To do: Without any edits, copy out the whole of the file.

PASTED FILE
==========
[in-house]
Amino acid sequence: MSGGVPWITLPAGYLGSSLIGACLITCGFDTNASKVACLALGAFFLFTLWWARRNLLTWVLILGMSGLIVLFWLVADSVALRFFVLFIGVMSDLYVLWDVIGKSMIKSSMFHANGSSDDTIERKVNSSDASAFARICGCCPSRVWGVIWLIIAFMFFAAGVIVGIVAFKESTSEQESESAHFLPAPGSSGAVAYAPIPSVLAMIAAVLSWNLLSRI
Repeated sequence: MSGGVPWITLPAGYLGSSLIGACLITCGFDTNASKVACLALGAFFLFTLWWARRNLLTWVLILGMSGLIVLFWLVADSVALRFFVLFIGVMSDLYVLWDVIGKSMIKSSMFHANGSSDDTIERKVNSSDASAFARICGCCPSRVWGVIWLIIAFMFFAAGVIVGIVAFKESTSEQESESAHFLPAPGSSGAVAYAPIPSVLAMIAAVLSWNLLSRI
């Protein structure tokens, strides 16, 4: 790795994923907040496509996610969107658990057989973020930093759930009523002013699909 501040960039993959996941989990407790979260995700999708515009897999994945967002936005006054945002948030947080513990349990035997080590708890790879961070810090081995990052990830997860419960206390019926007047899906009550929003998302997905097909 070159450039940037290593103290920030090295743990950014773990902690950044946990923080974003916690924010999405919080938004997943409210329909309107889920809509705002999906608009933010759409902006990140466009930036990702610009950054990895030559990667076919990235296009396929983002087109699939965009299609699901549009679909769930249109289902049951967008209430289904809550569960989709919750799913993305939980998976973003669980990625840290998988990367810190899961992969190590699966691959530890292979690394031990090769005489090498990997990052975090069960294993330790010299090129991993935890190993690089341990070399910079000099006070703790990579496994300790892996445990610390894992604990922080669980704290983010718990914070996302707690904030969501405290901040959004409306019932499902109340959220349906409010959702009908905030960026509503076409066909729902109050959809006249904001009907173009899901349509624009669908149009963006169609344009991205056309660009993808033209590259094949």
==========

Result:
[in-house]
Amino acid sequence: MSGGVPWITLPAGYLGSSLIGACLITCGFDTNASKVACLALGAFFLFTLWWARRNLLTWVLILGMSGLIVLFWLVADSVALRFFVLFIGVMSDLYVLWDVIGKSMIKSSMFHANGSSDDTIERKVNSSDASAFARICGCCPSRVWGVIWLIIAFMFFAAGVIVGIVAFKESTSEQESESAHFLPAPGSSGAVAYAPIPSVLAMIAAVLSWNLLSRI
Repeated sequence: MSGGVPWITLPAGYLGSSLIGACLITCGFDTNASKVACLALGAFFLFTLWWARRNLLTWVLILGMSGLIVLFWLVADSVALRFFVLFIGVMSDLYVLWDVIGKSMIKSSMFHANGSSDDTIERKVNSSDASAFARICGCCPSRVWGVIWLIIAFMFFAAGVIVGIVAFKESTSEQESESAHFLPAPGSSGAVAYAPIPSVLAMIAAVLSWNLLSRI
């Protein structure tokens, strides 16, 4: 790795994923907040496509996610969107658990057989973020930093759930009523002013699909 501040960039993959996941989990407790979260995700999708515009897999994945967002936005006054945002948030947080513990349990035997080590708890790879961070810090081995990052990830997860419960206390019926007047899906009550929003998302997905097909 070159450039940037290593103290920030090295743990950014773990902690950044946990923080974003916690924010999405919080938004997943409210329909309107889920809509705002999906608009933010759409902006990140466009930036990702610009950054990895030559990667076919990235296009396929983002087109699939965009299609699901549009679909769930249109289902049951967008209430289904809550569960989709919750799913993305939980998976973003669980990625840290998988990367810190899961992969190590699966691959530890292979690394031990090769005489090498990997990052975090069960294993330790010299090129991993935890190993690089341990070399910079000099006070703790990579496994300790892996445990610390894992604990922080669980704290983010718990914070996302707690904030969501405290901040959004409306019932499902109340959220349906409010959702009908905030960026509503076409066909729902109050959809006249904001009907173009899901349509624009669908149009963006169609344009991205056309660009993808033209590259094949």